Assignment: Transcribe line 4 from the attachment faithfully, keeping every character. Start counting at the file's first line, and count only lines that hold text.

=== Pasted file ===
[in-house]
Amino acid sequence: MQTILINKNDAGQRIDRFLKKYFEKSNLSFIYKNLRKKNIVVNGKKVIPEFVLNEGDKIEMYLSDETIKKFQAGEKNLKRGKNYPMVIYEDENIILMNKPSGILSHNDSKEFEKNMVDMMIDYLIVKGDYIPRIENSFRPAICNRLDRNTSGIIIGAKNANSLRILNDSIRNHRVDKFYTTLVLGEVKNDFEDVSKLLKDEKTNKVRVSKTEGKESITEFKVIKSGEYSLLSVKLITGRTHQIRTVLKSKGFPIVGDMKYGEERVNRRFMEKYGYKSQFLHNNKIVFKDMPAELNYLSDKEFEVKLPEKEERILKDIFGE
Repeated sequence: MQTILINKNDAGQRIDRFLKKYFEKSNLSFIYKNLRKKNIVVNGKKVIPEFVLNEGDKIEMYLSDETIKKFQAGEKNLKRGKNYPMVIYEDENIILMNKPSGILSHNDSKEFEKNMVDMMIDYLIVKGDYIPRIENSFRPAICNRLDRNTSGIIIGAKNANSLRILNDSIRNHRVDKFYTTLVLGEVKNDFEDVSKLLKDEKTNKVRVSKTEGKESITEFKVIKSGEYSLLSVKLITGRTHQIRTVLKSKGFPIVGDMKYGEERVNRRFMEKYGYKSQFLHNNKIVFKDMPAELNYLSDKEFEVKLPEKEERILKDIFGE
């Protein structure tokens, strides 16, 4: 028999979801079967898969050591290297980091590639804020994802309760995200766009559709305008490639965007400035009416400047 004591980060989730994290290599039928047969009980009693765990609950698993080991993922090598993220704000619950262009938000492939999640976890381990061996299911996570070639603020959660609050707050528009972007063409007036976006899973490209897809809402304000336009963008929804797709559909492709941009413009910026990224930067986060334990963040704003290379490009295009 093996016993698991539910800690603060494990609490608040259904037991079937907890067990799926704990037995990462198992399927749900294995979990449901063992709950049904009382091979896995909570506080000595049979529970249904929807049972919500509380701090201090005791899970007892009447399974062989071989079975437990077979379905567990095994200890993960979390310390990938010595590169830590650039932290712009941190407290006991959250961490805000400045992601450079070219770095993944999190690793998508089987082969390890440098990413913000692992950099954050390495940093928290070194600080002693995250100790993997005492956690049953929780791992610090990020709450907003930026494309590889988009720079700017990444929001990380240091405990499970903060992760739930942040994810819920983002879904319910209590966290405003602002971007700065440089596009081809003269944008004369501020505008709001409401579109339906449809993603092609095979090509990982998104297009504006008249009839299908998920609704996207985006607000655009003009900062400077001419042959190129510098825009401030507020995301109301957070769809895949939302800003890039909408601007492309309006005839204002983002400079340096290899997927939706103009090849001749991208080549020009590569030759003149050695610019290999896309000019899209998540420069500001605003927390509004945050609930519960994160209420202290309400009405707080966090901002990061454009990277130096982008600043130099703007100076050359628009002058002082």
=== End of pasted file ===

């Protein structure tokens, strides 16, 4: 028999979801079967898969050591290297980091590639804020994802309760995200766009559709305008490639965007400035009416400047 004591980060989730994290290599039928047969009980009693765990609950698993080991993922090598993220704000619950262009938000492939999640976890381990061996299911996570070639603020959660609050707050528009972007063409007036976006899973490209897809809402304000336009963008929804797709559909492709941009413009910026990224930067986060334990963040704003290379490009295009 093996016993698991539910800690603060494990609490608040259904037991079937907890067990799926704990037995990462198992399927749900294995979990449901063992709950049904009382091979896995909570506080000595049979529970249904929807049972919500509380701090201090005791899970007892009447399974062989071989079975437990077979379905567990095994200890993960979390310390990938010595590169830590650039932290712009941190407290006991959250961490805000400045992601450079070219770095993944999190690793998508089987082969390890440098990413913000692992950099954050390495940093928290070194600080002693995250100790993997005492956690049953929780791992610090990020709450907003930026494309590889988009720079700017990444929001990380240091405990499970903060992760739930942040994810819920983002879904319910209590966290405003602002971007700065440089596009081809003269944008004369501020505008709001409401579109339906449809993603092609095979090509990982998104297009504006008249009839299908998920609704996207985006607000655009003009900062400077001419042959190129510098825009401030507020995301109301957070769809895949939302800003890039909408601007492309309006005839204002983002400079340096290899997927939706103009090849001749991208080549020009590569030759003149050695610019290999896309000019899209998540420069500001605003927390509004945050609930519960994160209420202290309400009405707080966090901002990061454009990277130096982008600043130099703007100076050359628009002058002082």